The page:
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A Rare Virus-Based Cancer Can Now Be Detected With Just A Blood Test

A Hong Kong study detects a type of throat cancer by searching for a linked virus in traces of tumor DNA in the bloodstream.

A Rare Virus-Based Cancer Can Now Be Detected With Just A Blood Test

A new study has reported that the early stages of one type of cancer can be detected with a simple blood test. Led by researcher Dennis Lo, professor of chemical pathology at the Chinese University of Hong Kong, the study tested the blood of 20,000 middle-aged Chinese men for nasopharyngeal carcinoma — a cancer of the upper throat commonly found in Asians and Pacific Islanders — and then followed their physical health for three years.

The blood test, also known as a liquid biopsy, looked for small traces of tumor DNA in blood samples drawn from men who were not exhibiting nor experiencing any cancer symptoms. The Hong Kong study, published in the New England Journal of Medicine, successfully identified nasopharyngeal carcinoma in 34 men who otherwise were unaware they had cancer.

The absence of symptoms is typical in the early stages of many cancers, which is why early detection is both crucial yet difficult to achieve. People usually don’t see a doctor until they feel thoroughly sick, but by this point any existing cancer has grown and spread, and survival rates are less promising.

What is unique about nasopharyngeal carcinoma is that its development is linked to the Epstein-Barr virus, and each tumor cell of this particular throat cancer carries the virus’ genome. Research shows that dying tumor cells shed small traces of their DNA into the bloodstream, even in the early stages of cancer, and this is what the Hong Kong team looked for in their study.

In 2013, Lo and his team of doctors began the study with the aid of the Chinese University of Hong Kong, using a simple, inexpensive genetic blood test. They searched for traces of the virus, which would then indicate the possibility of cancer. One in 10 men who tested positive for the virus were found to have nasopharyngeal carcinoma, and of the more than 19,000 men who tested negative, only one individual has since developed the disease.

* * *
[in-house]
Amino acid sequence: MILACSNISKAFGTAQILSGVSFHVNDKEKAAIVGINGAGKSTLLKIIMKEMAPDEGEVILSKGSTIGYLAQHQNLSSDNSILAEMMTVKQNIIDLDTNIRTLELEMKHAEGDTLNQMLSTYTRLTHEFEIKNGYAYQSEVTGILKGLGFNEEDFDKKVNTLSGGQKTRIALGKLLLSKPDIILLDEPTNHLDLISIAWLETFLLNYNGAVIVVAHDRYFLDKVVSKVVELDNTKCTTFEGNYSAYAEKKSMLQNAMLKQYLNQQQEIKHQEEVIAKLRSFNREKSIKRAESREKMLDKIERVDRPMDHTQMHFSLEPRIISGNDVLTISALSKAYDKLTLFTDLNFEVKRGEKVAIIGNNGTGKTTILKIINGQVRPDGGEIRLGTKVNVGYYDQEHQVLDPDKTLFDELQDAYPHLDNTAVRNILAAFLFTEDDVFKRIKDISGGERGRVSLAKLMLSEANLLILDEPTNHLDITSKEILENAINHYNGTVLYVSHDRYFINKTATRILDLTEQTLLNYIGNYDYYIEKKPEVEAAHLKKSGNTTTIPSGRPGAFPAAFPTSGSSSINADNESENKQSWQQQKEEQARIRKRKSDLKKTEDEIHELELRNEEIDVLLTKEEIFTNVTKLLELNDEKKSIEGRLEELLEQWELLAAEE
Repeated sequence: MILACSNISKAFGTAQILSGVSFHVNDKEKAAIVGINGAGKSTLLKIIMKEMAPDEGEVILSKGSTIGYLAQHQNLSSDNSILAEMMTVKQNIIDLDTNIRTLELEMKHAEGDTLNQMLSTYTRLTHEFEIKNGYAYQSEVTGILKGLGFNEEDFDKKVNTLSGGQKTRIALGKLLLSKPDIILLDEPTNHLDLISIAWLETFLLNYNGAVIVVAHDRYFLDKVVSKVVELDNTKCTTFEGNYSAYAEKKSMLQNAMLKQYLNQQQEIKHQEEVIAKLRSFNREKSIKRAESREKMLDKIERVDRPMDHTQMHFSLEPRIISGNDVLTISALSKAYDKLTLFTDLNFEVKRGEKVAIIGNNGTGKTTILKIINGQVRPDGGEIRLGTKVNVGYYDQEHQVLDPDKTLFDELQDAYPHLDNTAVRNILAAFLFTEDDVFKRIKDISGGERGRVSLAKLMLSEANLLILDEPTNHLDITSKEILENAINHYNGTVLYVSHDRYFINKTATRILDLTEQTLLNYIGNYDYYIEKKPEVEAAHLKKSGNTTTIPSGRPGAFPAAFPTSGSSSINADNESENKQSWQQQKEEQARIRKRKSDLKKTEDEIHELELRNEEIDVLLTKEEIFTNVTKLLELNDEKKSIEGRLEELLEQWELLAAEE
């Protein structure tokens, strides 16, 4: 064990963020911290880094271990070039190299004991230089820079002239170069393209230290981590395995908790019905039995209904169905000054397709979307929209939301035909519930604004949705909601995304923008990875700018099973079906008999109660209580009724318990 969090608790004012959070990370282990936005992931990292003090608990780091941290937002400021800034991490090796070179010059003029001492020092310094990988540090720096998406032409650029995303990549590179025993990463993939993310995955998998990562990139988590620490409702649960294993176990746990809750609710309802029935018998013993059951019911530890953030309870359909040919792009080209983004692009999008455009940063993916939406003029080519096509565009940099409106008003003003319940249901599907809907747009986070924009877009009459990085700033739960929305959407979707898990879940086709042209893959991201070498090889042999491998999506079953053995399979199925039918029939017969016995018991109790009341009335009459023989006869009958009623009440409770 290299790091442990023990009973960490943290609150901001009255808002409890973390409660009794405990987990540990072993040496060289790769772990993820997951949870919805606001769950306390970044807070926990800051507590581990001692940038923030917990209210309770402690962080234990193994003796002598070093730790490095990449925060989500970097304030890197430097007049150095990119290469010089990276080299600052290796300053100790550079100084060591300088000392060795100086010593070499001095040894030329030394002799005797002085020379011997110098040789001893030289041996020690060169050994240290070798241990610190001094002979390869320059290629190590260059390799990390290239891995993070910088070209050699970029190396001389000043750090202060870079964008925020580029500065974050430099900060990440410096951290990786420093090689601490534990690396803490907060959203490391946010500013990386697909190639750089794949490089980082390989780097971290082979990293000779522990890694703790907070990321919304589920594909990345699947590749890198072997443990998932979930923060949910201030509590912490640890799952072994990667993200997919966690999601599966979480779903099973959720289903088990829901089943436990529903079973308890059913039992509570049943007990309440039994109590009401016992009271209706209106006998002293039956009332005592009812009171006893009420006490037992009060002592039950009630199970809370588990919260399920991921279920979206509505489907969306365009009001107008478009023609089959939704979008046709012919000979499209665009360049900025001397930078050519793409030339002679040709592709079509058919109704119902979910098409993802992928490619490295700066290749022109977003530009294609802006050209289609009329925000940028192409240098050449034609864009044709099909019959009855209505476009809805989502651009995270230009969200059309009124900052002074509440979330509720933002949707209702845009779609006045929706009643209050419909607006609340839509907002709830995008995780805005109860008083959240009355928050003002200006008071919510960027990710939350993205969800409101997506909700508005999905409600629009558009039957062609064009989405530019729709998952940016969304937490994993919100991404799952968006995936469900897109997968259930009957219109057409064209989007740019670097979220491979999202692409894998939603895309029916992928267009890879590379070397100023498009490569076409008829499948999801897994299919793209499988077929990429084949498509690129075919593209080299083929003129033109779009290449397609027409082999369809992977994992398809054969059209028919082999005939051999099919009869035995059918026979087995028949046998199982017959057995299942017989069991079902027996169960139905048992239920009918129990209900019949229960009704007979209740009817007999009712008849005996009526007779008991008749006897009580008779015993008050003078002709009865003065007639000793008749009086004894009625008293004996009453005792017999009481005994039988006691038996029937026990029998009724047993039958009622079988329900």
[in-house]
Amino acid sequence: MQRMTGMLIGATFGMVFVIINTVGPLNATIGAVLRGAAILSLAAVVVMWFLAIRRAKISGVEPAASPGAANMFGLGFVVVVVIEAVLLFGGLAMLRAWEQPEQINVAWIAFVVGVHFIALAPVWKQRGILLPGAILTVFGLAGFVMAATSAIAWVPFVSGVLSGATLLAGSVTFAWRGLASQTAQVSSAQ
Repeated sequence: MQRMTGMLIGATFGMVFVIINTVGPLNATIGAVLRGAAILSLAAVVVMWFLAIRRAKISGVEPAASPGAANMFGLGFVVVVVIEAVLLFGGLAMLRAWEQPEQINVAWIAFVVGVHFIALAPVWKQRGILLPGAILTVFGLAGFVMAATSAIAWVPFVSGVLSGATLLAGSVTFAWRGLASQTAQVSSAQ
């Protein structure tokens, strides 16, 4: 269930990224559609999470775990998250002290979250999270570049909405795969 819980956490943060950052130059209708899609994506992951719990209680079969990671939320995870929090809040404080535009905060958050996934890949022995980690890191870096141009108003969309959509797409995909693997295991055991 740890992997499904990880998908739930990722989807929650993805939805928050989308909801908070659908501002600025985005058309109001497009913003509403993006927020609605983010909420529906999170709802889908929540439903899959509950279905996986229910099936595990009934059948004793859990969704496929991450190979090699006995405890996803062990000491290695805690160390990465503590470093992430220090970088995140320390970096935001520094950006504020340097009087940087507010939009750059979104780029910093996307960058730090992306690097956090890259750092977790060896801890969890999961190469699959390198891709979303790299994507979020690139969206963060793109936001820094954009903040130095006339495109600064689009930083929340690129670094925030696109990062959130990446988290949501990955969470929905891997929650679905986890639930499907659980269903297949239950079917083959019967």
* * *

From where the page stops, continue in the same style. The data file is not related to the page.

The Search for a Pan-Cancer Blood Test

While the Hong Kong study adds evidence to other existing studies that prove liquid biopsies do work, not all cancer-seeking blood screenings are as simple, effective or affordable. The presence of the virus in tumor cells made nasopharyngeal carcinoma both easy and cheap to find in comparison. In addition, the Hong Kong blood test is limited to detecting only one of 200 types of cancers.

A research team at Johns Hopkins Sidney Kimmel Comprehensive Cancer Center has also developed a blood test to detect early-stage cancer, and in their case they were able to look for and detect four common types of cancer: colon, breast, lung and ovarian. But the cost and time-consuming complexity of their blood test at this time prohibits widespread and affordable commercial use. According to Lo, the Hong Kong blood test isn’t ready for commercial use either.

But nonetheless, commercial interest for cancer screening tests are on the rise with many biomedical companies, including U.S. based company Grail, which has raised more than $1 billion in their pursuit of an all-in-one “pan-cancer” blood test. Creating such a test is an incredible challenge, as it would be far more difficult than testing just for one or even a handful of cancer types. With no virus to detect, Grail is instead using high-speed sequencers to search with an all-encompassing wide net for nuanced mutations in a person’s DNA.

Unfortunately, Grail’s process is both difficult and costly - to the tune of $1,000 per blood sample. The Hong Kong blood test for nasopharyngeal carcinoma costs only $30, but that is largely due to the easier detection of the virus. The overall hope is that with time and further research, more tests will be developed that can detect a wider-range of cancers, and costs will go down. One day, a simple drop of blood could tell us all we need to know to defeat cancer.